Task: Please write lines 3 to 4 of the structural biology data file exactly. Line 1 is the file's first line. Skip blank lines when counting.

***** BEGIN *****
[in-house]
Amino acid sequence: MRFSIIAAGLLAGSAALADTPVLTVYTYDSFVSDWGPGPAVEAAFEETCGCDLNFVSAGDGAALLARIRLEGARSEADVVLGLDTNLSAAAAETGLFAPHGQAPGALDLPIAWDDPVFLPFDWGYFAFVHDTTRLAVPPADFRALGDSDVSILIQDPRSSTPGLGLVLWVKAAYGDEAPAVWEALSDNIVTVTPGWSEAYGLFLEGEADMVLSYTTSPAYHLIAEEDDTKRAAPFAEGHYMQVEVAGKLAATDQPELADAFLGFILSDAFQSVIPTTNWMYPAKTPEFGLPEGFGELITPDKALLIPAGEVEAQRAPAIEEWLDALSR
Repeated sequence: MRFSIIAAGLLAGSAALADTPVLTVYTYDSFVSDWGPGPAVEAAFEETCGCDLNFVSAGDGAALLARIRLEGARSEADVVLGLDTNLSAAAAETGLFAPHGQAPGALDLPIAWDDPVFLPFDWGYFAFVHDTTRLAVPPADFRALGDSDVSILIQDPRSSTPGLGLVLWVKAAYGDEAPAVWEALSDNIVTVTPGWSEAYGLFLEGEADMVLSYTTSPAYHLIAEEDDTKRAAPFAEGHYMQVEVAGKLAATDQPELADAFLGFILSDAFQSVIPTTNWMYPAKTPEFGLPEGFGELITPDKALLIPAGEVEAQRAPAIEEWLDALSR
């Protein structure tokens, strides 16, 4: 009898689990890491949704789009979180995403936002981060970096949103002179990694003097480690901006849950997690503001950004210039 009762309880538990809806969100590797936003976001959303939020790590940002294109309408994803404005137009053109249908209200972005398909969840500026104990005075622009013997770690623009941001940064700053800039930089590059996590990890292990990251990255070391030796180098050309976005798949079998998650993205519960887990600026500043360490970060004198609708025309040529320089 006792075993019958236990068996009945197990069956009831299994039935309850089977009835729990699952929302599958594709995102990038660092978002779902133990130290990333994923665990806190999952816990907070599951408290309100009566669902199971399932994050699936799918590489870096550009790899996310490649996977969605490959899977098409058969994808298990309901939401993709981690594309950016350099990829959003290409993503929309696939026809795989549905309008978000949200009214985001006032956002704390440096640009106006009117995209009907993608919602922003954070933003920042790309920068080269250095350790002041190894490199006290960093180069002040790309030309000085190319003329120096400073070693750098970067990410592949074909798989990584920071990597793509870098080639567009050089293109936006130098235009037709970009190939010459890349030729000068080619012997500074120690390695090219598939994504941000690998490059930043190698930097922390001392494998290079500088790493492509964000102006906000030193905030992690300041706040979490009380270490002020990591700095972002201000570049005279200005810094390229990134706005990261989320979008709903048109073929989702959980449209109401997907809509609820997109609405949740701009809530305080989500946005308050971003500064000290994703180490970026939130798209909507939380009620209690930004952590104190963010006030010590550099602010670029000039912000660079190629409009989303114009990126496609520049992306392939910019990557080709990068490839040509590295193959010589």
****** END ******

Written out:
Repeated sequence: MRFSIIAAGLLAGSAALADTPVLTVYTYDSFVSDWGPGPAVEAAFEETCGCDLNFVSAGDGAALLARIRLEGARSEADVVLGLDTNLSAAAAETGLFAPHGQAPGALDLPIAWDDPVFLPFDWGYFAFVHDTTRLAVPPADFRALGDSDVSILIQDPRSSTPGLGLVLWVKAAYGDEAPAVWEALSDNIVTVTPGWSEAYGLFLEGEADMVLSYTTSPAYHLIAEEDDTKRAAPFAEGHYMQVEVAGKLAATDQPELADAFLGFILSDAFQSVIPTTNWMYPAKTPEFGLPEGFGELITPDKALLIPAGEVEAQRAPAIEEWLDALSR
């Protein structure tokens, strides 16, 4: 009898689990890491949704789009979180995403936002981060970096949103002179990694003097480690901006849950997690503001950004210039 009762309880538990809806969100590797936003976001959303939020790590940002294109309408994803404005137009053109249908209200972005398909969840500026104990005075622009013997770690623009941001940064700053800039930089590059996590990890292990990251990255070391030796180098050309976005798949079998998650993205519960887990600026500043360490970060004198609708025309040529320089 006792075993019958236990068996009945197990069956009831299994039935309850089977009835729990699952929302599958594709995102990038660092978002779902133990130290990333994923665990806190999952816990907070599951408290309100009566669902199971399932994050699936799918590489870096550009790899996310490649996977969605490959899977098409058969994808298990309901939401993709981690594309950016350099990829959003290409993503929309696939026809795989549905309008978000949200009214985001006032956002704390440096640009106006009117995209009907993608919602922003954070933003920042790309920068080269250095350790002041190894490199006290960093180069002040790309030309000085190319003329120096400073070693750098970067990410592949074909798989990584920071990597793509870098080639567009050089293109936006130098235009037709970009190939010459890349030729000068080619012997500074120690390695090219598939994504941000690998490059930043190698930097922390001392494998290079500088790493492509964000102006906000030193905030992690300041706040979490009380270490002020990591700095972002201000570049005279200005810094390229990134706005990261989320979008709903048109073929989702959980449209109401997907809509609820997109609405949740701009809530305080989500946005308050971003500064000290994703180490970026939130798209909507939380009620209690930004952590104190963010006030010590550099602010670029000039912000660079190629409009989303114009990126496609520049992306392939910019990557080709990068490839040509590295193959010589």